Air conditioning in school is a hot button topic

With temps rising, kids are sweltering

AS WARM TEMPERATURES ARRIVE, school officials are reaching for the switch to turn on air conditioners. Fans may do the trick for a little while, but eventually, as studies show, the humidity and heat will begin to impact their productivity.

State Rep. Joan Meschino, a Hull Democrat, and Sen. Patrick O’Connor, a Weymouth Republican, are cosponsoring legislation to create a commission to study minimum and maximum allowable air temperatures in public school classrooms and facilities. State regulations say that classroom temperatures must be between 68 and 80 degrees.

Their bill would also require the commission to assess the number of air conditioned public schools in the state (some classrooms have only fans), those facilities’ processes for installing air conditioning or heating upgrades, and indoor air quality.

O’Connor testified that classrooms are not meeting regulations before the Joint Committee on Education earlier this week. Members of the Massachusetts Teachers Association Health and Safety Committee, the Hull Teachers Association, and the Massachusetts Coalition for Occupational Safety and Health also spoke.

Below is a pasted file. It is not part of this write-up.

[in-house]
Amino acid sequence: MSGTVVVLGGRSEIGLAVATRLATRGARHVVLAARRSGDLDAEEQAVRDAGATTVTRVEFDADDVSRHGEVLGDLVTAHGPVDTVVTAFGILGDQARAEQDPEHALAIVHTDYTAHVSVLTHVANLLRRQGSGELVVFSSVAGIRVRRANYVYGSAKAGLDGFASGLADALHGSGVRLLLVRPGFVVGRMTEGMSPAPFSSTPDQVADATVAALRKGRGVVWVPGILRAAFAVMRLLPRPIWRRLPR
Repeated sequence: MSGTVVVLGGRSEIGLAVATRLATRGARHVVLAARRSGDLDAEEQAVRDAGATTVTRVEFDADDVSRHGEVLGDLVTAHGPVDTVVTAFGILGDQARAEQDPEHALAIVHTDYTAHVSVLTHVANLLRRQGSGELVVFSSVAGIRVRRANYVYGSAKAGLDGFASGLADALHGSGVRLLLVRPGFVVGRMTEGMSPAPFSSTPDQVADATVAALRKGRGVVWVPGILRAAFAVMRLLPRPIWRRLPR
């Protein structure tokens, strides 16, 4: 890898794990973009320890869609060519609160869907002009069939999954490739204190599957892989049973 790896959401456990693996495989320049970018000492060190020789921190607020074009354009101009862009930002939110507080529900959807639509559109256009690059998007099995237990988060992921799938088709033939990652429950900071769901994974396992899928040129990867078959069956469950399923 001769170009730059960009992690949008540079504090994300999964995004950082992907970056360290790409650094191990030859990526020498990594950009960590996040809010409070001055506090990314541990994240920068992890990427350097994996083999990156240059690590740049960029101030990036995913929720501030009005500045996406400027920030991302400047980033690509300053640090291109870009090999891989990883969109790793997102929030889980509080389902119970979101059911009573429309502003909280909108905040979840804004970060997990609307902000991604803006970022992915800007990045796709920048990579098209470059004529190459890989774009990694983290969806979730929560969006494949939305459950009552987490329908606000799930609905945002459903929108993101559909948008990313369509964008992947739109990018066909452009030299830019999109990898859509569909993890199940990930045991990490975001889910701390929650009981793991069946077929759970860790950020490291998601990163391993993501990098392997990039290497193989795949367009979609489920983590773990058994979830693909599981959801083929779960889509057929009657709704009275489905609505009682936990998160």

Schools in Cohasset, Hingham, and Hull have brought attention to heat and air conditioning in the past.

Hingham has sought state money to rebuild or renovate the 67-year-old Foster School, where the school’s heat, power, and air conditioning are all controlled through a 1951 electrical gear-switch apparatus. Other schools balance sending kids home for snow days with the reality of having them stay longer into the summer in non-air-conditioned buildings. Meschino told the Patriot Ledger she believes programs don’t exist to help schools install and maintain air conditioning units.

“I think that’s an example of the changing environment around us,” she said. “Climate change is real and as we start to see more extreme temperatures, both hot and cold, these are the kinds of questions we need to think about and we need to make sure money is available to address these kinds of problems.”

It’s a multi-pronged issue of making sure that, first, schools have air conditioning, second, that those air conditioners are reliably functioning, and third, that they take into account energy efficiency and impact on climate. That’s a hard thing to do for large buildings that rely on public funding.

Take, for example, a building the size of Quincy High School, which is about 330,000 square feet. A state-of-the-art HVAC system was included when the school was built in the late 2000s.

The school retro-commissioned its HVAC units in 2015, a process that improves the energy efficiency of existing equipment. But with over 1,800 public schools across the Commonwealth, making sure they all have this level of quality and consideration for climate change may be difficult and expensive.

Meet the Author

Sarah Betancourt

Reporter, CommonWealth magazine

About Sarah Betancourt